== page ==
The Alzheimer’s Association defines dementia as a decline in mental ability severe enough to interfere with daily life. This loss of mental ability may present as memory loss, confusion, inability to communicate, and/or a decline in reasoning and thinking abilities. There are several types of dementia; this article will introduce the three most common.
Types of Dementia
Alzheimer’s disease is the most common form of dementia in seniors. This is an irreversible, progressive dementia. It occurs when message-carrying neuron cells in the brain lose the ability to communicate with the rest of the body. Examination of a patient’s brain usually shows abnormal clumps and fibers that are thought to hinder the work of the neurons. The cause of Alzheimer’s disease is not completely understood, but it is thought to be a combination of genetic and lifestyle factors. Memory loss is typically the first symptom to appear and is often the cause for encouraging a loved one to see a doctor.
As Alzheimer’s disease progresses, a person’s ability to remember basic information and carry out daily tasks diminishes. An Alzheimer’s patient may experience frequent bouts of confusion surrounding people and events. Mom may recognize a friend one day, and then have no clue who they are the next. She may experience anxiety that borders on paranoia, even when there is nothing to be afraid of. Dad may have trouble communicating basic needs, such as feeling too hot or needing a drink of water. This might cause him to lash out aggressively, or to become depressed and moody. He may lose interest in favorite activities and have trouble participating in conversations due to decreased short-term memory. Alzheimer’s is not curable, but it is treatable. Treatment for Alzheimer’s involves a combination of medication and behavioral therapy.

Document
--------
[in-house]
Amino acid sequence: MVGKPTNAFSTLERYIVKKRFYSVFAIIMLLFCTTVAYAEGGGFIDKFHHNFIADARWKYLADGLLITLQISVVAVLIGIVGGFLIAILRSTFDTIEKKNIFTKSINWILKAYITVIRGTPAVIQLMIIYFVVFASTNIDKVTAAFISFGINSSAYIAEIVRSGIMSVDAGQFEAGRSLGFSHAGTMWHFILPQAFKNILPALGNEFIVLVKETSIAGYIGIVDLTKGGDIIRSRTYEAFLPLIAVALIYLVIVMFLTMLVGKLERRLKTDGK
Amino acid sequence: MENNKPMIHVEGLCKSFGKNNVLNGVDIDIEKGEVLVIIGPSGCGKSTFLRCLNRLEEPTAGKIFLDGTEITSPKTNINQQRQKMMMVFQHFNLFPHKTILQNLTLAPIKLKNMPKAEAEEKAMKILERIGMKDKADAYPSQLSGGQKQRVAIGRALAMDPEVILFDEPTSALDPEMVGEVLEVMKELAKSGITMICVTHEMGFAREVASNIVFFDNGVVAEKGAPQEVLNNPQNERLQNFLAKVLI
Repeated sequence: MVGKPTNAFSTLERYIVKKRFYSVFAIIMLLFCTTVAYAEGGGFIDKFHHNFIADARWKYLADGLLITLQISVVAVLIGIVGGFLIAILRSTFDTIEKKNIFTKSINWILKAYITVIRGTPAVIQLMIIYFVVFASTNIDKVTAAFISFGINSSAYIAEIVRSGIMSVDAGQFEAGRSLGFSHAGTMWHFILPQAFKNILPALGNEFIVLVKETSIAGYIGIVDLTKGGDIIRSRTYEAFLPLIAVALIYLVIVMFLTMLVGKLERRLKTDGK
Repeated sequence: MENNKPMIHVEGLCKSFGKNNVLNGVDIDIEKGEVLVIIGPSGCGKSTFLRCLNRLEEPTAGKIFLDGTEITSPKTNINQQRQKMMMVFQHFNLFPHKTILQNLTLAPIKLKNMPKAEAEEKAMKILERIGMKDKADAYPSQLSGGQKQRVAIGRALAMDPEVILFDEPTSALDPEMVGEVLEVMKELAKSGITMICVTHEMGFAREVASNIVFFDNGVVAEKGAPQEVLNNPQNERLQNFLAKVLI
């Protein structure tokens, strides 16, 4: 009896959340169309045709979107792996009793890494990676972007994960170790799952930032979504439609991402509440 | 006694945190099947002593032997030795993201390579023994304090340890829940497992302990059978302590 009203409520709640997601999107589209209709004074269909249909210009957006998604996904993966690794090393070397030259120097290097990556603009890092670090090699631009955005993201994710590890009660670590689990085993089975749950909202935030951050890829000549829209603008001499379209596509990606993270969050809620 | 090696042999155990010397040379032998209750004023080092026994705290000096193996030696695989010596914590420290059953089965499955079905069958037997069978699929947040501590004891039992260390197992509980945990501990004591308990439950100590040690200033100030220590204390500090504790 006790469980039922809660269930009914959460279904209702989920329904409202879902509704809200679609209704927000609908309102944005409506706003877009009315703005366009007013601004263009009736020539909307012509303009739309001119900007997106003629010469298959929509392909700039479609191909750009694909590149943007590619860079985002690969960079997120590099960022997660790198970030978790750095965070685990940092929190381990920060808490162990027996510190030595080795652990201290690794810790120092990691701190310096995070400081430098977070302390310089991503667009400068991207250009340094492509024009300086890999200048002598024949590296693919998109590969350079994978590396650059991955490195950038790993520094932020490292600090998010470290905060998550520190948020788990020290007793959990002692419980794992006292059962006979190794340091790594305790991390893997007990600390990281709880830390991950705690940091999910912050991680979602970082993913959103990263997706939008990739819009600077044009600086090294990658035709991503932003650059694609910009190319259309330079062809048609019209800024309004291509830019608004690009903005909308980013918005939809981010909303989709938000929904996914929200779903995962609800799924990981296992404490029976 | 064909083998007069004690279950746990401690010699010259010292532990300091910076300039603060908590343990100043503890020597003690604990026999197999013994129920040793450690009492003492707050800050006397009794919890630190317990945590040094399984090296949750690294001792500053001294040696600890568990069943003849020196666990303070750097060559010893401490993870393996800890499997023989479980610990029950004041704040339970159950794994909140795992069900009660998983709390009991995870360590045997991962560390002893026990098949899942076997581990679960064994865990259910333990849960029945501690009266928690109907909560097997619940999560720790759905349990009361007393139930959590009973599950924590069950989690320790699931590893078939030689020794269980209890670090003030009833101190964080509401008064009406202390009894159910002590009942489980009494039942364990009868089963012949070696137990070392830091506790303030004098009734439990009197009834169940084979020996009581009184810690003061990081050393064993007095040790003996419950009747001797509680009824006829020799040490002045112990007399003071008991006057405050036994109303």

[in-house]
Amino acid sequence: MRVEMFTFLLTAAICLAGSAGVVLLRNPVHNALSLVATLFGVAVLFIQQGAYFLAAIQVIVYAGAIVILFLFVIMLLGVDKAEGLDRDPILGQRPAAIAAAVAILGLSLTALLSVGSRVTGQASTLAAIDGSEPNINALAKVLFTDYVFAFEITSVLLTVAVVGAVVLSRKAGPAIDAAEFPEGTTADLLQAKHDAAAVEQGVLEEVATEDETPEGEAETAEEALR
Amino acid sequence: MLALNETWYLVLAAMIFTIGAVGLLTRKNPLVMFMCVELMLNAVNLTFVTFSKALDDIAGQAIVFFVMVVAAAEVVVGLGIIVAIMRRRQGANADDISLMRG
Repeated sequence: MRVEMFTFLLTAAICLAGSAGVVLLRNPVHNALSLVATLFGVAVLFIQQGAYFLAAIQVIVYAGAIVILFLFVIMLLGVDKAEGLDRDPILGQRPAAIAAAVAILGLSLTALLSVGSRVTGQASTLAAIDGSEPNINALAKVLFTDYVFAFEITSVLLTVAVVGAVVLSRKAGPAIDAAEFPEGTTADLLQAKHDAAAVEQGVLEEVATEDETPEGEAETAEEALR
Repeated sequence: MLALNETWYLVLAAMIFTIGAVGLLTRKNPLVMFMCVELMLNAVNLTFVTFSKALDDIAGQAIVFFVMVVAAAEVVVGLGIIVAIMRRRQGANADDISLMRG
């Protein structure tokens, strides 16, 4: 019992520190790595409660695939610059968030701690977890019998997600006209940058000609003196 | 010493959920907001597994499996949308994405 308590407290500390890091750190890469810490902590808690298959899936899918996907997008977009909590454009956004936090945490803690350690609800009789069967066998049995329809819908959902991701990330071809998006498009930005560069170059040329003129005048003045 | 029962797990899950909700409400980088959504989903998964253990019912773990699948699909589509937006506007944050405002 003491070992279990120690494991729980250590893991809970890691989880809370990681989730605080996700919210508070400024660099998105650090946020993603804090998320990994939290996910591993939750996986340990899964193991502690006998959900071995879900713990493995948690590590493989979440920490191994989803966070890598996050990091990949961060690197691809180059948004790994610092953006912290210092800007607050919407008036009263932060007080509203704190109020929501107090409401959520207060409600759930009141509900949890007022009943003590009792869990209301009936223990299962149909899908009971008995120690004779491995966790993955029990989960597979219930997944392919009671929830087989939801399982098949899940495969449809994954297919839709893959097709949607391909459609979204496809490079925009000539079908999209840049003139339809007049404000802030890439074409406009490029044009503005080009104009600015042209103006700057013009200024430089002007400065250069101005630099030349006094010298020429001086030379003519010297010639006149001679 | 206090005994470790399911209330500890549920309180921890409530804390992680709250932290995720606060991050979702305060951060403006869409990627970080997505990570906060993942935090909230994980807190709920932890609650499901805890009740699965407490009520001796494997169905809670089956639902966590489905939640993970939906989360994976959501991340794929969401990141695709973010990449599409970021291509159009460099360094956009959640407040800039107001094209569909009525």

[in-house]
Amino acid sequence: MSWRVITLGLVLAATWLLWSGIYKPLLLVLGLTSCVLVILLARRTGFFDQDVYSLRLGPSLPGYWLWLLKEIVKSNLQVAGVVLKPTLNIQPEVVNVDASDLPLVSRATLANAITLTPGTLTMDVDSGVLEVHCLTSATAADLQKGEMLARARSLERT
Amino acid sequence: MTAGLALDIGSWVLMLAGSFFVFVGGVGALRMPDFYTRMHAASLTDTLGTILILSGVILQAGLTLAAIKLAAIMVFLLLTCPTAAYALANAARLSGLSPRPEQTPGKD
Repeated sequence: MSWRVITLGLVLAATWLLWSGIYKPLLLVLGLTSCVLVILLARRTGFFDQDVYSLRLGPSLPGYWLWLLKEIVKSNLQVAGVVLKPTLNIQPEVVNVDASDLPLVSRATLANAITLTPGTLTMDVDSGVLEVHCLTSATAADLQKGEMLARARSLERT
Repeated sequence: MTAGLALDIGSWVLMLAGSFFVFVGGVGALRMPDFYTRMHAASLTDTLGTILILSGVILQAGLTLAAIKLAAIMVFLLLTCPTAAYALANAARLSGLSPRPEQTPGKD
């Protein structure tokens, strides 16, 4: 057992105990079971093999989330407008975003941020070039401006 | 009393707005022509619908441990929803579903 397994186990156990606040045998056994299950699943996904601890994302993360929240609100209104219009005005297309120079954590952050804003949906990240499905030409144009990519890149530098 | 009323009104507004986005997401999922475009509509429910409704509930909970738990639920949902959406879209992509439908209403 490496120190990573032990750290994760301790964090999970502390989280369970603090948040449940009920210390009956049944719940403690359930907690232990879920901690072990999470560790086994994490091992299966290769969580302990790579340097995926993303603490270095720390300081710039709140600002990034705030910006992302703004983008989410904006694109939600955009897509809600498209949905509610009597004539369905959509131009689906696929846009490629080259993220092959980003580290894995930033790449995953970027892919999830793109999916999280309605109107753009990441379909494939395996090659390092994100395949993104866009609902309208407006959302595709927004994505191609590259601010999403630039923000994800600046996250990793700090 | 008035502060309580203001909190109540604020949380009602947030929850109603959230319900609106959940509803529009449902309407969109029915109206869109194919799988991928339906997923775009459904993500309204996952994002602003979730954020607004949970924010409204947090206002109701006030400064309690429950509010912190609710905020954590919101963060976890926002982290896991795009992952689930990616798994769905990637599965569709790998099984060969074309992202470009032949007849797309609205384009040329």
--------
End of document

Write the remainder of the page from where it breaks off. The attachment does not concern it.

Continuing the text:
Lewy Body Dementia.
Lewy body dementia, another form of progressive dementia, can cause symptoms similar to Alzheimer’s. This type of dementia is thought to be caused by an abnormal build-up of protein deposits in the brain. These deposits interfere with the normal functioning of the brain and can lead to decreased thinking ability, memory loss, and motor control. One hallmark of Lewy body dementia is the wide variety in cognitive abilities patients can exhibit, even over the course of a few hours. Your loved one may be totally alert when you visit at breakfast time, but appear drowsy and confused at dinnertime, for example. Other symptoms include vivid hallucinations and sleep disorders, such as REM Sleep Disorder, in which a person acts out their dreams.
Lewy body dementia shares some aspects of Parkinson’s Disease, such as muscle rigidity, changes in walking gait, and gradual loss of motor control. Lewy body dementia is not curable, but it can be treated with a combination of medication and lifestyle remedies. You can help your loved one by creating a predictable routine and keeping their environment as peaceful as possible.
Vascular dementia is caused by decreased blood flow to the brain, which damages the many tiny blood vessels there. Causes of this damage include stroke, heart disease, smoking, and conditions such as high blood pressure and heart disease. Symptoms depend on how much of the brain is affected and how extensive the damage is. They include trouble communicating with and understanding others, confusion and disorientation, and decreased vision. A person with vascular dementia may exhibit inappropriate responses, such as laughing during a sad movie. They may also experience hallucinations, memory problems, and trouble with bladder control. Motor control is often affected, leading to difficulty walking. These symptoms may occur immediately after a stroke, which makes the diagnosis of vascular dementia easier. But they can also emerge gradually during a series of smaller strokes, or if the vascular dementia is due to another condition.
There is no cure for those with vascular dementia, however, it can be managed by slowing damage to their blood cells. This means careful control of high blood pressure, cholesterol, and any underlying conditions, such as diabetes. Some medications used for Alzheimer’s may also prove helpful in treating vascular dementia. Alzheimer’s disease, Lewy body dementia, and vascular dementia are the three most common types of dementia. Not all cases of dementia fit neatly into these three categories. Sometimes vascular dementia and Alzheimer’s overlap, for example. Regardless of the type of dementia your loved one has, the most important thing is to seek treatment early. Caring for someone with dementia is best done with a team of professionals on your side. There are multiple caregiver and community resources in the Los Angeles area to ensure that you don’t have to go through this alone.